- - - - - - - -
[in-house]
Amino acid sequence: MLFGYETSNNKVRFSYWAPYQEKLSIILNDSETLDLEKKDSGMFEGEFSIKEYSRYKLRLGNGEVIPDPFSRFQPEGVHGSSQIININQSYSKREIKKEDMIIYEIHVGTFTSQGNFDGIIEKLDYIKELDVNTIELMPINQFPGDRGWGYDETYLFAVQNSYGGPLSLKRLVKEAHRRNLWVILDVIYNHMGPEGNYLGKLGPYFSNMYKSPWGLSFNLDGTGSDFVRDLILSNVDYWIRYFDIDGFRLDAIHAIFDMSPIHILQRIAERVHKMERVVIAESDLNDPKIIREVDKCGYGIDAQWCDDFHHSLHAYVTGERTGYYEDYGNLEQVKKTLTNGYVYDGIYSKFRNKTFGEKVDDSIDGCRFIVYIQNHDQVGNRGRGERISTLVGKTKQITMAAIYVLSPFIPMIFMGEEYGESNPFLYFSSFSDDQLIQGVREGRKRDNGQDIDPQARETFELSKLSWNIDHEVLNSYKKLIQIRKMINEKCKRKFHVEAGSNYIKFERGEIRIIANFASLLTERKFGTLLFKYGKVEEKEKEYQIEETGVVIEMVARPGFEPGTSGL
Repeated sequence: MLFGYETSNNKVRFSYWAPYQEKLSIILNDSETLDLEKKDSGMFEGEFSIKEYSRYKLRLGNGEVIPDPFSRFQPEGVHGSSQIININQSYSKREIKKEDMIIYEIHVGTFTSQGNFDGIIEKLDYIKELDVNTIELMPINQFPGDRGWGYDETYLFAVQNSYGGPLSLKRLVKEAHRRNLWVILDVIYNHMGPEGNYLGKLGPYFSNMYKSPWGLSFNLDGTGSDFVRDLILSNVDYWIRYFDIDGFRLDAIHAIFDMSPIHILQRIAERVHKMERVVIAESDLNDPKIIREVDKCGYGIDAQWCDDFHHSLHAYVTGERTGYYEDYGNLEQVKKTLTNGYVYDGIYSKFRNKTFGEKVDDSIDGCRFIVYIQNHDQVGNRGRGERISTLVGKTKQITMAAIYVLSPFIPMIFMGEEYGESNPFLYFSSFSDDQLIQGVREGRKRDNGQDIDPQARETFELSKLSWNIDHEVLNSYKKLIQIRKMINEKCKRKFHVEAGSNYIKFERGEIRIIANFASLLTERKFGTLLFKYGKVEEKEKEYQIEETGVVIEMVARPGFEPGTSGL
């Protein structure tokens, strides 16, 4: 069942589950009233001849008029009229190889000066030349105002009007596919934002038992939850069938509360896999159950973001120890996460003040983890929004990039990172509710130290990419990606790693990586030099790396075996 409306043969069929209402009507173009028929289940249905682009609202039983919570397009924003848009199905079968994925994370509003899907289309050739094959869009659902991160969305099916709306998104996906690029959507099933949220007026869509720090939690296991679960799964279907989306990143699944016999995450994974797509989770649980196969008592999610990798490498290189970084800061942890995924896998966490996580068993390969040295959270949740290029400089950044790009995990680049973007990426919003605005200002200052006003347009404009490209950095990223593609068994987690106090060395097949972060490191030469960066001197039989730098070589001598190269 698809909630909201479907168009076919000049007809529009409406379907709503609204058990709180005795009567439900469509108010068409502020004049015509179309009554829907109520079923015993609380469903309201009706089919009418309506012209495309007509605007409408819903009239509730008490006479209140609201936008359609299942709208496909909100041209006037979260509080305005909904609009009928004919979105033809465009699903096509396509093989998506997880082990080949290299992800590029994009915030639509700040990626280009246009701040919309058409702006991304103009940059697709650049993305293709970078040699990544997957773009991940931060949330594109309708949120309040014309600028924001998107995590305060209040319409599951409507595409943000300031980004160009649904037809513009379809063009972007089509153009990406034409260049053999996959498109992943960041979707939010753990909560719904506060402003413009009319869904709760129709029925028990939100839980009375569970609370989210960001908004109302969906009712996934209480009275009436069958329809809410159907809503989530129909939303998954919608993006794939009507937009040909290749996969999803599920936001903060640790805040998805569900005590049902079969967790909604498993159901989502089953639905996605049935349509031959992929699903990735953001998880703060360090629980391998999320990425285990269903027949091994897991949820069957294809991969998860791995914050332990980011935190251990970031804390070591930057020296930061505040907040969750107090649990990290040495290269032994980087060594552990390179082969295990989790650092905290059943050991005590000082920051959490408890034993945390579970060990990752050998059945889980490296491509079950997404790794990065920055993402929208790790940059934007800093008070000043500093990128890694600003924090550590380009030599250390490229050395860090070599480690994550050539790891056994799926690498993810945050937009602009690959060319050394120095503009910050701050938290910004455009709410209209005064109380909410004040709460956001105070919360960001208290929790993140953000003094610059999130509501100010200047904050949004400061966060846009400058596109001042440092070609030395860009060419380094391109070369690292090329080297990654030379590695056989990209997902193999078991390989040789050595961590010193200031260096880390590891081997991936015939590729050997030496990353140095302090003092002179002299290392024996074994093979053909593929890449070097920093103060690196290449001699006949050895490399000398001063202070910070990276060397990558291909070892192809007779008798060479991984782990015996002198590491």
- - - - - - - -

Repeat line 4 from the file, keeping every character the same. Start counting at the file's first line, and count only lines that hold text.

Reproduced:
């Protein structure tokens, strides 16, 4: 069942589950009233001849008029009229190889000066030349105002009007596919934002038992939850069938509360896999159950973001120890996460003040983890929004990039990172509710130290990419990606790693990586030099790396075996 409306043969069929209402009507173009028929289940249905682009609202039983919570397009924003848009199905079968994925994370509003899907289309050739094959869009659902991160969305099916709306998104996906690029959507099933949220007026869509720090939690296991679960799964279907989306990143699944016999995450994974797509989770649980196969008592999610990798490498290189970084800061942890995924896998966490996580068993390969040295959270949740290029400089950044790009995990680049973007990426919003605005200002200052006003347009404009490209950095990223593609068994987690106090060395097949972060490191030469960066001197039989730098070589001598190269 698809909630909201479907168009076919000049007809529009409406379907709503609204058990709180005795009567439900469509108010068409502020004049015509179309009554829907109520079923015993609380469903309201009706089919009418309506012209495309007509605007409408819903009239509730008490006479209140609201936008359609299942709208496909909100041209006037979260509080305005909904609009009928004919979105033809465009699903096509396509093989998506997880082990080949290299992800590029994009915030639509700040990626280009246009701040919309058409702006991304103009940059697709650049993305293709970078040699990544997957773009991940931060949330594109309708949120309040014309600028924001998107995590305060209040319409599951409507595409943000300031980004160009649904037809513009379809063009972007089509153009990406034409260049053999996959498109992943960041979707939010753990909560719904506060402003413009009319869904709760129709029925028990939100839980009375569970609370989210960001908004109302969906009712996934209480009275009436069958329809809410159907809503989530129909939303998954919608993006794939009507937009040909290749996969999803599920936001903060640790805040998805569900005590049902079969967790909604498993159901989502089953639905996605049935349509031959992929699903990735953001998880703060360090629980391998999320990425285990269903027949091994897991949820069957294809991969998860791995914050332990980011935190251990970031804390070591930057020296930061505040907040969750107090649990990290040495290269032994980087060594552990390179082969295990989790650092905290059943050991005590000082920051959490408890034993945390579970060990990752050998059945889980490296491509079950997404790794990065920055993402929208790790940059934007800093008070000043500093990128890694600003924090550590380009030599250390490229050395860090070599480690994550050539790891056994799926690498993810945050937009602009690959060319050394120095503009910050701050938290910004455009709410209209005064109380909410004040709460956001105070919360960001208290929790993140953000003094610059999130509501100010200047904050949004400061966060846009400058596109001042440092070609030395860009060419380094391109070369690292090329080297990654030379590695056989990209997902193999078991390989040789050595961590010193200031260096880390590891081997991936015939590729050997030496990353140095302090003092002179002299290392024996074994093979053909593929890449070097920093103060690196290449001699006949050895490399000398001063202070910070990276060397990558291909070892192809007779008798060479991984782990015996002198590491």